Red Sox: Alex Verdugo highlights the fact that he isn’t replacing Mookie Betts

Red Sox outfielder Alex Verdugo isn’t here to replace Mookie Betts.

Friday night saw Alex Verdugo hit two home runs, helping the Boston Red Sox to a 5-3 win over the Toronto Blue Jays. Verdugo’s big night came just two days after recording his first home run in a Red Sox uniform in their previous game against the Rays.

There’s no doubt about the fact that Verdugo is among their most dangerous weapons in the lineup right now, as well as being a force in the field. After putting on a display at the plate, Verdugo robbed Travis Shaw of a four-base knock in the ninth inning with a tremendous grab over the bullpen wall.

It was an important win for the Red Sox and a great night for Verdugo, who was quick to hush down Mookie Betts comparisons in his interview following the victory. After being asked why replacing Betts hasn’t seemed to affect him, Verdugo responded:

“Because I’m not replacing him, you know what I mean? Yeah he played here, but this is a game, this is a business. He decided to go elsewhere. I’m not replacing him. That’s what you guys say, that’s what everybody else says. I’m going out there and playing right field, I’m playing my game. I don’t think about Mookie. I think he’s a great player, he did a lot for Boston, he’s going to do a lot for the Dodgers, but I think about me being here and what I’m going to do and what I’m going to bring to this team”.

The comparisons are obviously going to be there when you’re trading away a franchise player like Betts, especially when you hit two homers and make a terrific play out in right field where Mookie pulled off amazing plays night after night.

However, it’s unfair to keep bringing this up to Verdugo. He’s trying to progress himself and has shown that he wants to be here in the way that he plays. Before these three home runs were hit by him this week, you could tell what player you were getting with his ability to grind out base hits and his aggressive base-running, that is going to be a vital asset for this rebuilding team.

What he doesn’t need is that extra pressure, especially coming from post-game interviews following a terrific performance by all accounts. You can tell that he’s already fed up about the talk surrounding him “replacing” Betts with his answers to the questions that he was asked. He highlighted the fact that he isn’t a Mookie replacement.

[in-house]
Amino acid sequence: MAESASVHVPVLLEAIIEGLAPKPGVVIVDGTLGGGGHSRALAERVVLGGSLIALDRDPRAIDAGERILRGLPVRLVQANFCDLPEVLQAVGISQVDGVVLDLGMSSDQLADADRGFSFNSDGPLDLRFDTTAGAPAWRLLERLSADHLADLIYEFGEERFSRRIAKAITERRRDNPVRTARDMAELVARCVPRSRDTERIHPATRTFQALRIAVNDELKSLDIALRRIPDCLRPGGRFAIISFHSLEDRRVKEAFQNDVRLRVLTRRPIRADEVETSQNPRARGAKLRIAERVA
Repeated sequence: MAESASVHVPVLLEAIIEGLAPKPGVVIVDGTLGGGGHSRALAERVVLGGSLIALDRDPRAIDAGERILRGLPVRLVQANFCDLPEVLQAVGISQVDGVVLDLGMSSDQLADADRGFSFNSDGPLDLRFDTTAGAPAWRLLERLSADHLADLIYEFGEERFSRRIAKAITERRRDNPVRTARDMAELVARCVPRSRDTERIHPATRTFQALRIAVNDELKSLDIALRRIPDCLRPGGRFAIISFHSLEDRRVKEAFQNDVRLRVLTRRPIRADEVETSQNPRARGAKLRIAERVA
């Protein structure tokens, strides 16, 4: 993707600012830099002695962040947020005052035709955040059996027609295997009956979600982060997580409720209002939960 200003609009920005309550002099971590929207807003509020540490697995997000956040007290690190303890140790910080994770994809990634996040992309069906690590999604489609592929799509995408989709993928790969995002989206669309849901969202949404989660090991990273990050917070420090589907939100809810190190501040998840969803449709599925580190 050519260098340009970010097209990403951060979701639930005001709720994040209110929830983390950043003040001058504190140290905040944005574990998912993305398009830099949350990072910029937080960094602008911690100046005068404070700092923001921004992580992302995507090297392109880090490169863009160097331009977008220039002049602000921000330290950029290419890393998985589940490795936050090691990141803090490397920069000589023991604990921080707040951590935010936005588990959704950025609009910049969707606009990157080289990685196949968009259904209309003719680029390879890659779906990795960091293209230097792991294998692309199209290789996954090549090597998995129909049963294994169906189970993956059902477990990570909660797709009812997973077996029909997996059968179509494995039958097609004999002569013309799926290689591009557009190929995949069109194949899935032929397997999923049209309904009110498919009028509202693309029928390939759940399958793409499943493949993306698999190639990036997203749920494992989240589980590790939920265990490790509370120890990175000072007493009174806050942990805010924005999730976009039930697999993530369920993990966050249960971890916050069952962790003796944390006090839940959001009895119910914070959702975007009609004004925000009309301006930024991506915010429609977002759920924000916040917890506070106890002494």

After talk over him playing the same position as Betts came up, Verdugo said:

“You guys see me going into right field replacing Mookie. I don’t see it like that. I see I’m playing right field for Boston. That’s it. Just another team, another organization, gotta go out there, gotta compete and do what you do. Same way he’s doing it over there, we’ve got to do it over here.”

Verdugo’s answers were intelligent and correct. He knows that baseball is a business and that he hasn’t been brought in here to replace Mookie. I don’t think anyone is expecting Verdugo to come in and hit .346 as Betts did in 2018, or score 135 runs like in 2019. That’s just not how trades work in MLB. This trade wasn’t a like-for-like swap, it was Boston trying to get something, anything, back for a superstar player that they had no real intentions of bringing back in free agency.

That’s why any trade would’ve been made. It was made and it was torn apart by fans, and rightly so. If you have a player of Betts’ talent you do what you can to at least try and get him to stay in Boston. The front office didn’t do this and there wasn’t going to be any trade out there that would’ve seemed fair. You get a couple of prospects back in Jeter Downs and Connor Wong and you get an MLB proven right fielder to take the place of Betts in Verdugo. That’s take Betts’ place, not replace Betts. There’s a difference.

No one was going to come in and replace Betts in a rebuilding year, but you have another option coming into that right field spot who looks very promising in Verdugo and that’s a positive you can take from a sad situation.

Verdugo has been one of the brights spots of this 5-8 start for the Red Sox and has already earned his spot in the everyday lineup. There’s going to be some rotation with Kevin Pillar and so on, but with Andrew Benintendi struggling to hit the ball, Verdugo’s venom with the bat will be integral to this Red Sox team who will take any runs that they can at the moment to try and outweigh their horrendous pitching abilities.

It’s not going to be an easy route back to the top for this side, but having Verdugo at their disposal straight off the bat brings good things on both sides of the game. He knows why he’s in Boston, and that’s to play his game, not replace another player’s game. He’s had a solid start and he certainly has the potential to turn into a great player for this franchise.